God save me from the ignorance!!!! The US got involved in the first Gulf War because Kuwait reached out and begged for help from the US and other countries. It was a truly multinational task force – that also included Muslim countries – united in the effort to stop that evil bastard Hussein in his tracks. That’s why the first Bush did not authorise the push into Baghdad. There were very clear rules laid down for that conflict. Save Kuwait ( and the other countries in the region under threat from him). Contain Hussein. But countries like SA and Jordan, whose help was essential, could and would not support the US removing a leader in the area. That was the trade off.

    Makes you wonder where we’d be today if Bush had renegotiated that condition, or ignored it.

    But this is where the dishonest scum of the left must be challenged. They will rewrite history every chance they get.

    God bless Stormin’ Norman. He was old school. How sad he must have been in his last days, seeing how things stand now.

  5. DeniseVB says:

    Very nice tribute myiq, perhaps he’s our last great military leader and that will be missed most of all.

    Powell and Petraeus have been tainted by the Obama administration, there are no more heroes, just drooling lapdogs 😦

  6. votermom says:

    Vile progs are mindless little attack chihuahuas trained to bark at anything labelled “not – prog”.

  7. swanspirit says:

    Some people have such a life force , that their greatness cannot be denied .I admired him so much . He seemed to me to have a great heart .

  8. HELENK says:


    we could use a little competence and character in today’s leadership, but it is sadly lacking.

    no one is paying attention to the coming longshoreman’s strike. It will cause a lot of harm to the economy of this country. due to start tomorrow

  9. DeniseVB says:

    For HelenK 😉


    The comments in the article are certainly supportive of the conductor.

    • HELENK says:

      Amtrack is NOT racist.
      It is common practice to try and seat people in the same party together when possible. Why would people want to ride separately when traveling together?
      Sometimes passengers are asked to move to another seat so that people can sit together. Race has nothing to do with it.

      • HELENK says:

        There are times when a large party has made reservations and 1/2 of a car is closed to accommodate the party or even a whole car depending on the number of people

      • DeniseVB says:

        I totally agree, I’ve never had a bad experience in the 20 years I’ve travelled by train.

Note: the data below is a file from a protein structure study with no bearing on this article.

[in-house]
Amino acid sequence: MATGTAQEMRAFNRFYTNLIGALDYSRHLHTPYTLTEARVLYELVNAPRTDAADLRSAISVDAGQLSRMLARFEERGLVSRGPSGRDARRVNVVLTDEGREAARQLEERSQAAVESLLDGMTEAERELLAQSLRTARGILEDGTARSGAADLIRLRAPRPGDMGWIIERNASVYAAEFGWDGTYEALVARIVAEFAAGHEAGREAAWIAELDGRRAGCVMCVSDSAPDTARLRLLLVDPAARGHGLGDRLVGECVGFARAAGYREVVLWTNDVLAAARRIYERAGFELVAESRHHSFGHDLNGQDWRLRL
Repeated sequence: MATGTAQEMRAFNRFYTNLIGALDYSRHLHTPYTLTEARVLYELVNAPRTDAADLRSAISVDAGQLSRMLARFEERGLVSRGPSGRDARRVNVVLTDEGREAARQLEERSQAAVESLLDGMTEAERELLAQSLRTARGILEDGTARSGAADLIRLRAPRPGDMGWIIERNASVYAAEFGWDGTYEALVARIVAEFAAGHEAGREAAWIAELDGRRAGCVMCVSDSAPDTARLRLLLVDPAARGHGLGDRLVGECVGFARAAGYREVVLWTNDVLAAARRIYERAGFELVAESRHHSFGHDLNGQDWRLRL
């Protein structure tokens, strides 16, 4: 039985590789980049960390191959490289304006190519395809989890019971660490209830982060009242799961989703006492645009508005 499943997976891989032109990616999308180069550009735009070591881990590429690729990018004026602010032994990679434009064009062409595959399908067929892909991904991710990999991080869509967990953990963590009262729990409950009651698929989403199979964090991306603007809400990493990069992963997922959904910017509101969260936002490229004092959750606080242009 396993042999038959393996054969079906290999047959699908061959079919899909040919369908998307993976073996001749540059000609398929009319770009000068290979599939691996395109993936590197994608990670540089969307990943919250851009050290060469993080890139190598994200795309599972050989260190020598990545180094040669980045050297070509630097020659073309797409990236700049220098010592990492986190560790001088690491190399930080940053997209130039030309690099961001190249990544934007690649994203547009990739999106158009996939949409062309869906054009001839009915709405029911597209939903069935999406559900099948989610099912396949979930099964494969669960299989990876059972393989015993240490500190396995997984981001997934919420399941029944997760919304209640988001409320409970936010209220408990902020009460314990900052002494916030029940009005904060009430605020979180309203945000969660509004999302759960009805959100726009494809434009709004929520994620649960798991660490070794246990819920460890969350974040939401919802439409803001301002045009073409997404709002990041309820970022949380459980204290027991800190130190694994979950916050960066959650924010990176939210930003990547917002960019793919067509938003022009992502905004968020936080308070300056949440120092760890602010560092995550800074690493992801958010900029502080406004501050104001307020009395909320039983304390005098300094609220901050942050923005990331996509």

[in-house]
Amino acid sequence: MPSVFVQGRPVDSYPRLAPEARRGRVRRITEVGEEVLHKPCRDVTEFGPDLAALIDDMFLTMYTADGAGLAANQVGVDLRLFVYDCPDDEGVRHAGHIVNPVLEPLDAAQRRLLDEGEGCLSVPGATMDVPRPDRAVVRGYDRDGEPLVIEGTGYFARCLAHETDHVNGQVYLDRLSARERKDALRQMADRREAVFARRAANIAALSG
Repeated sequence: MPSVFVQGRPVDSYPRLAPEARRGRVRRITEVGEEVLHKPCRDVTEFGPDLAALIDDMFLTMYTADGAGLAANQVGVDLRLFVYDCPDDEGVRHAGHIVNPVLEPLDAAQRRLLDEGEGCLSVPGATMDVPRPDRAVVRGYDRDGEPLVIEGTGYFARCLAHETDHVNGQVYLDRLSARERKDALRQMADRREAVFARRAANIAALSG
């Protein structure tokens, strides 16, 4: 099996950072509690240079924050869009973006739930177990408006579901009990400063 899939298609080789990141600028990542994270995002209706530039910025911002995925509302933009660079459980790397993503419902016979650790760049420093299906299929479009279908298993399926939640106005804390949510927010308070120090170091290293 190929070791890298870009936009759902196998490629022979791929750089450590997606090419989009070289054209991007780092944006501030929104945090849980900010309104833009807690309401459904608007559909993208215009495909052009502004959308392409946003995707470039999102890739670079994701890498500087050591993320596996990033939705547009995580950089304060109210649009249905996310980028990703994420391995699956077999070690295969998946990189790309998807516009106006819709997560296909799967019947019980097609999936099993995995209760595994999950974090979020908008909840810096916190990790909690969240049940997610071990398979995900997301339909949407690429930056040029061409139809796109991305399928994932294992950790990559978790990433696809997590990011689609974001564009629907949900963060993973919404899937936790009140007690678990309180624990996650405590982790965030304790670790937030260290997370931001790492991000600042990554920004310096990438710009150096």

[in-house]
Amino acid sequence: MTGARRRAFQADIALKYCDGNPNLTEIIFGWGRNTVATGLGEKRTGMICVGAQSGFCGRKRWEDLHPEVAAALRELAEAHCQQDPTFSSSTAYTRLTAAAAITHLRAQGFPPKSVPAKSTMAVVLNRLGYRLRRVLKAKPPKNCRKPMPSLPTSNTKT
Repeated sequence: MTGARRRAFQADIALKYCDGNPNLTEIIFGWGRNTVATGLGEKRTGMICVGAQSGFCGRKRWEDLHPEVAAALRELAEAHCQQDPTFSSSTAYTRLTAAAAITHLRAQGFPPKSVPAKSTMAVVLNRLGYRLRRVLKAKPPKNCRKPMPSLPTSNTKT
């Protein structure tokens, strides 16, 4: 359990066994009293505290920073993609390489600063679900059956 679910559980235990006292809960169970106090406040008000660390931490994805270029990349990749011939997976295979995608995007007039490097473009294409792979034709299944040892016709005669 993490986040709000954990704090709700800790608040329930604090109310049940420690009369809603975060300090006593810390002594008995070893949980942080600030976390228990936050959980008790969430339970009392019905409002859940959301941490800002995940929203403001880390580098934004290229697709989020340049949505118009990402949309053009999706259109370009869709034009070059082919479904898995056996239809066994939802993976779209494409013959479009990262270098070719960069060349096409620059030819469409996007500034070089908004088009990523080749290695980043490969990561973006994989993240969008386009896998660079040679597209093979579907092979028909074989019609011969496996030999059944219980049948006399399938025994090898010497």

10. HELENK says:


    SNAFU for this whitehouse. They could not even get the statement on the death of General Schwarzkopf right

  11. HELENK says:

    Mediator says additional extension for larger negotiations in port labor dispute will last until end of Jan. 28, 2013 – @Reuters

    • HELENK says:

      US dock workers labor dispute

      Mediator: Maritime Alliance, Longshoreman’s Association agree on container royalty issue, further negotiations on larger deal – @Reuters

  12. tommy says:

    This is how I choose to remember Stormin’ Norman. ‘General Norman Schwarzkof was a big and very strong man, physically, mentally and morally. But he would have been more, or perhaps less than human if the sheer strain of those last few days had not begun to tell on him. He had been working upto 20 hours a day for six months without a break. He had not only overseen the biggest and the fastest military build-up in history, a task that alone could have broken a lesser man, but he coped with the complexities of relationships with the sensitivities of Saudi society, kept the peace when a dozen times, internecine feuding could have wrecked the Coalition, and warded off endless well-meant but useless and exhausting interventions from Capitol Hill. And yet it was not all this that disturbed his much-needed sleep in those last few days. It was the sheer responsibiliy of being in charge of all the young lives that brought the night

  13. HELENK says:


    backtrack executive order
    pay raises for biden, members of congress and federal workers

    seems to me this should be shouted from the rooftops.
    while the worker in private industry is going to get screwed without a kiss the government get candy and flowers

  14. Propertius says:

    I was living in Tokyo during the Desert Storm – I didn’t see Schwarzkopf’s briefings. I heard them on Armed Forces Radio. I had no idea what the guy looked like until a year later. I can tell you that people in Japan were genuinely stunned by the speed of the victory.

    The day it started, my (American-educated Japanese) boss walked up to me shaking his head, saying, “That Saddam is a pretty stupid guy – he made the same dumb mistake we did.”

  15. foxyladi14 says:

    Live and learn 🙂

  16. HELENK says:

    Fiscal cliff’ meeting at the White House started at 3:10 pm ET and ended at 4:15 pm ET, according to the White House – @NBCNews

    whole lot of time spent on the fiscal cliff issue NOT

    guess he just called them in to tell them he gave them a raise in salary